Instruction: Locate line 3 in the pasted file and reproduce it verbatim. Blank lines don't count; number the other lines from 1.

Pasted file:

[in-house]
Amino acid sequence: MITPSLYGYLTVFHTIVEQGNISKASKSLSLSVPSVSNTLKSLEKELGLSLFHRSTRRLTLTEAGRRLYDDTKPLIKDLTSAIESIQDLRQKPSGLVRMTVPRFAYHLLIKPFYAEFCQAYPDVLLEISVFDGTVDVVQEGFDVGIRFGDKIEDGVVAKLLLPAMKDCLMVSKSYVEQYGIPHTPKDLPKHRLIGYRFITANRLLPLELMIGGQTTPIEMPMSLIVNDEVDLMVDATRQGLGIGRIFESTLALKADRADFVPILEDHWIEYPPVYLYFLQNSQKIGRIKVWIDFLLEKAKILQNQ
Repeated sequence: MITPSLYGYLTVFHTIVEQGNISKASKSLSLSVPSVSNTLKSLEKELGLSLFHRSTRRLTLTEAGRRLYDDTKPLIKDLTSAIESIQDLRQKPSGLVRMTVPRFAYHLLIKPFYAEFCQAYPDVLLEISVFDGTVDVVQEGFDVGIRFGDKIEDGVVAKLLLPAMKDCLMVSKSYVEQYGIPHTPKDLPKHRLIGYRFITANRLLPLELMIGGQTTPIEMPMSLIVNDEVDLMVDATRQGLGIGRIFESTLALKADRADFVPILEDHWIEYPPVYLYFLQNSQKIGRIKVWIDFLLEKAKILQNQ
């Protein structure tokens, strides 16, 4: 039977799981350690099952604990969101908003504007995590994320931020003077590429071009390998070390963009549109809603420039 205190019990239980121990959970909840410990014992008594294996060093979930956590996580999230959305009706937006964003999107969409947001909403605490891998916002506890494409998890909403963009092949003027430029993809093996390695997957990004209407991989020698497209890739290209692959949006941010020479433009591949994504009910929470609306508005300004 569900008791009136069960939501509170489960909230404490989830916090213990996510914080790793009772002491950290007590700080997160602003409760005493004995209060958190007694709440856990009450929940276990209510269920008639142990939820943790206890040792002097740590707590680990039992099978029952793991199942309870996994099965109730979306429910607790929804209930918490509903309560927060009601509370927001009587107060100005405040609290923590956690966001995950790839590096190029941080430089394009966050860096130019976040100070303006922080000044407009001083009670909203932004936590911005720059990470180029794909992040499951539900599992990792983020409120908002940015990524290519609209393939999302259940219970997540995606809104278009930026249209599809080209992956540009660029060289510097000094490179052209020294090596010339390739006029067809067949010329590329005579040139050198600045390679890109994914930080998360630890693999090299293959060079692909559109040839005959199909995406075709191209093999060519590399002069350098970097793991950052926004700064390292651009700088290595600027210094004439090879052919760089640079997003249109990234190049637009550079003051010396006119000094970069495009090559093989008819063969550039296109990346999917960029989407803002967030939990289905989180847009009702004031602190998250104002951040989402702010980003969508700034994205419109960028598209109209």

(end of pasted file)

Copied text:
Repeated sequence: MITPSLYGYLTVFHTIVEQGNISKASKSLSLSVPSVSNTLKSLEKELGLSLFHRSTRRLTLTEAGRRLYDDTKPLIKDLTSAIESIQDLRQKPSGLVRMTVPRFAYHLLIKPFYAEFCQAYPDVLLEISVFDGTVDVVQEGFDVGIRFGDKIEDGVVAKLLLPAMKDCLMVSKSYVEQYGIPHTPKDLPKHRLIGYRFITANRLLPLELMIGGQTTPIEMPMSLIVNDEVDLMVDATRQGLGIGRIFESTLALKADRADFVPILEDHWIEYPPVYLYFLQNSQKIGRIKVWIDFLLEKAKILQNQ